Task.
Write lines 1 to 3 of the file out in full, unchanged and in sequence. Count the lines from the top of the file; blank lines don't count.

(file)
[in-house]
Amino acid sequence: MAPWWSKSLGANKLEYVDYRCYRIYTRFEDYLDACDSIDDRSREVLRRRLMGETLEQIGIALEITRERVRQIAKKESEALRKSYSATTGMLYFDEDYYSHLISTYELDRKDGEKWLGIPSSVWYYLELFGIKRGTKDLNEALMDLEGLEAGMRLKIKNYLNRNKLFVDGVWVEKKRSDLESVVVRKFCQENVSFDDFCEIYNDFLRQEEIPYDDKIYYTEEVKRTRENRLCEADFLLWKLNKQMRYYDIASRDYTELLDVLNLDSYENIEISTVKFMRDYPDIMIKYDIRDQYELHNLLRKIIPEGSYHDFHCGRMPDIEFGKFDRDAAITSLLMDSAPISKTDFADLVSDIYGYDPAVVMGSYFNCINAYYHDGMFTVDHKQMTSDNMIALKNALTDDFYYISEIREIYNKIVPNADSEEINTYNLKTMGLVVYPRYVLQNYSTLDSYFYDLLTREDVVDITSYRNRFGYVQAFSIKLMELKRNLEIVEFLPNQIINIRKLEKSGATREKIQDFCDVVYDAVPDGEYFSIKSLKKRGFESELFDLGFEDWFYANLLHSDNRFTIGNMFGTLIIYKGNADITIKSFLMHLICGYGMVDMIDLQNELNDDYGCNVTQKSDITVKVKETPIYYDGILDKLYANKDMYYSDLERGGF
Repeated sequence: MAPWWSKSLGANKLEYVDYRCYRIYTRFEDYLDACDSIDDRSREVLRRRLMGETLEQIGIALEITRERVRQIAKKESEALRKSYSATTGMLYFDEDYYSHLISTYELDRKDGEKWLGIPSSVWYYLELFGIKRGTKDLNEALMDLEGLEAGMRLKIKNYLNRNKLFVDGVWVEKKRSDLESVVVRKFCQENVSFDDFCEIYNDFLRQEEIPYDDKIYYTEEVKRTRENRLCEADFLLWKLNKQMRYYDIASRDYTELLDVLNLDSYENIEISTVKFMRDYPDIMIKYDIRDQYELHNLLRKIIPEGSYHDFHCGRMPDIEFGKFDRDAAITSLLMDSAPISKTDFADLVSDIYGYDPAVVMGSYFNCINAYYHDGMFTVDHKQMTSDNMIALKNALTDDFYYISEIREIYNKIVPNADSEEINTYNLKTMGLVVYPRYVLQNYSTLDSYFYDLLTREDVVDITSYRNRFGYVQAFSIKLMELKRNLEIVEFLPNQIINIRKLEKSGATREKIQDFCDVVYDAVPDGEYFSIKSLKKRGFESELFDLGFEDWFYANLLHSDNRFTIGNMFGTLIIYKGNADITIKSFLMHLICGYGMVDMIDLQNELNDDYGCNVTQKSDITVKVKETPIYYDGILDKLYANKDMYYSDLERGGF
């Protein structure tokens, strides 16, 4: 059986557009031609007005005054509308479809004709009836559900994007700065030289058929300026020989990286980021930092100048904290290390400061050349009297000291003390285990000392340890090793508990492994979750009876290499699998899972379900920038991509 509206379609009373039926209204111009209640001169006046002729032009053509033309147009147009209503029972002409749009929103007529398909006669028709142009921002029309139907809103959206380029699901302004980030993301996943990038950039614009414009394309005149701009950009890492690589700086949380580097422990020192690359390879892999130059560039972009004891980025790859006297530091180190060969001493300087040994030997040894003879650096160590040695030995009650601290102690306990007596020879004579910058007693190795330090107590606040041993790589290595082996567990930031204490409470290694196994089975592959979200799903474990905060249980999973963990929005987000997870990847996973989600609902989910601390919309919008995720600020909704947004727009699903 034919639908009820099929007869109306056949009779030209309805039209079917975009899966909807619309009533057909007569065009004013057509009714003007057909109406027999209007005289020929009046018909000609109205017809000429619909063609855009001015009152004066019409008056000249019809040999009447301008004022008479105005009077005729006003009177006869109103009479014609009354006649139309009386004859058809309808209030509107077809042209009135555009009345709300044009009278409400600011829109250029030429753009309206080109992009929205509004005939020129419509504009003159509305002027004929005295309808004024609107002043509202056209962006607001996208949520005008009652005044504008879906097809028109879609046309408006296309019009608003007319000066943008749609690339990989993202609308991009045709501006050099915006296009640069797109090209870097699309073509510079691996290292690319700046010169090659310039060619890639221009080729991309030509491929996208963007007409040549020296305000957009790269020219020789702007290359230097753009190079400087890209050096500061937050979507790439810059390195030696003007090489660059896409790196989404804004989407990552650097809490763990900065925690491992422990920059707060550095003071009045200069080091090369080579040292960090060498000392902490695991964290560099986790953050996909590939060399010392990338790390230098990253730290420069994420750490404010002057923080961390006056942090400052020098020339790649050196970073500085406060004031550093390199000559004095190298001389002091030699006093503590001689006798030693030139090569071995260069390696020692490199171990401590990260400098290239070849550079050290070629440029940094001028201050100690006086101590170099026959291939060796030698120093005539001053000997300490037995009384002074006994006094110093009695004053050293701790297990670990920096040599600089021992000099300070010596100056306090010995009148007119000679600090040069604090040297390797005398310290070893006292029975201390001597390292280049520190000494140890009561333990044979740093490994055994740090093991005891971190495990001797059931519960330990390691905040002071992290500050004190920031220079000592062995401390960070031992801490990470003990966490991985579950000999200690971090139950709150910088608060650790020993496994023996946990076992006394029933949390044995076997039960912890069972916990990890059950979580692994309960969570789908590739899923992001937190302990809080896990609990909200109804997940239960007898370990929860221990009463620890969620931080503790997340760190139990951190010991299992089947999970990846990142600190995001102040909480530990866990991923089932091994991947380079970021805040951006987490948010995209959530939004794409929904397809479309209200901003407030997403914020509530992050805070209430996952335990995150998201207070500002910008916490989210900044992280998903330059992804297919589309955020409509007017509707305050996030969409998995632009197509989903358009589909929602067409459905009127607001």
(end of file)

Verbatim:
[in-house]
Amino acid sequence: MAPWWSKSLGANKLEYVDYRCYRIYTRFEDYLDACDSIDDRSREVLRRRLMGETLEQIGIALEITRERVRQIAKKESEALRKSYSATTGMLYFDEDYYSHLISTYELDRKDGEKWLGIPSSVWYYLELFGIKRGTKDLNEALMDLEGLEAGMRLKIKNYLNRNKLFVDGVWVEKKRSDLESVVVRKFCQENVSFDDFCEIYNDFLRQEEIPYDDKIYYTEEVKRTRENRLCEADFLLWKLNKQMRYYDIASRDYTELLDVLNLDSYENIEISTVKFMRDYPDIMIKYDIRDQYELHNLLRKIIPEGSYHDFHCGRMPDIEFGKFDRDAAITSLLMDSAPISKTDFADLVSDIYGYDPAVVMGSYFNCINAYYHDGMFTVDHKQMTSDNMIALKNALTDDFYYISEIREIYNKIVPNADSEEINTYNLKTMGLVVYPRYVLQNYSTLDSYFYDLLTREDVVDITSYRNRFGYVQAFSIKLMELKRNLEIVEFLPNQIINIRKLEKSGATREKIQDFCDVVYDAVPDGEYFSIKSLKKRGFESELFDLGFEDWFYANLLHSDNRFTIGNMFGTLIIYKGNADITIKSFLMHLICGYGMVDMIDLQNELNDDYGCNVTQKSDITVKVKETPIYYDGILDKLYANKDMYYSDLERGGF
Repeated sequence: MAPWWSKSLGANKLEYVDYRCYRIYTRFEDYLDACDSIDDRSREVLRRRLMGETLEQIGIALEITRERVRQIAKKESEALRKSYSATTGMLYFDEDYYSHLISTYELDRKDGEKWLGIPSSVWYYLELFGIKRGTKDLNEALMDLEGLEAGMRLKIKNYLNRNKLFVDGVWVEKKRSDLESVVVRKFCQENVSFDDFCEIYNDFLRQEEIPYDDKIYYTEEVKRTRENRLCEADFLLWKLNKQMRYYDIASRDYTELLDVLNLDSYENIEISTVKFMRDYPDIMIKYDIRDQYELHNLLRKIIPEGSYHDFHCGRMPDIEFGKFDRDAAITSLLMDSAPISKTDFADLVSDIYGYDPAVVMGSYFNCINAYYHDGMFTVDHKQMTSDNMIALKNALTDDFYYISEIREIYNKIVPNADSEEINTYNLKTMGLVVYPRYVLQNYSTLDSYFYDLLTREDVVDITSYRNRFGYVQAFSIKLMELKRNLEIVEFLPNQIINIRKLEKSGATREKIQDFCDVVYDAVPDGEYFSIKSLKKRGFESELFDLGFEDWFYANLLHSDNRFTIGNMFGTLIIYKGNADITIKSFLMHLICGYGMVDMIDLQNELNDDYGCNVTQKSDITVKVKETPIYYDGILDKLYANKDMYYSDLERGGF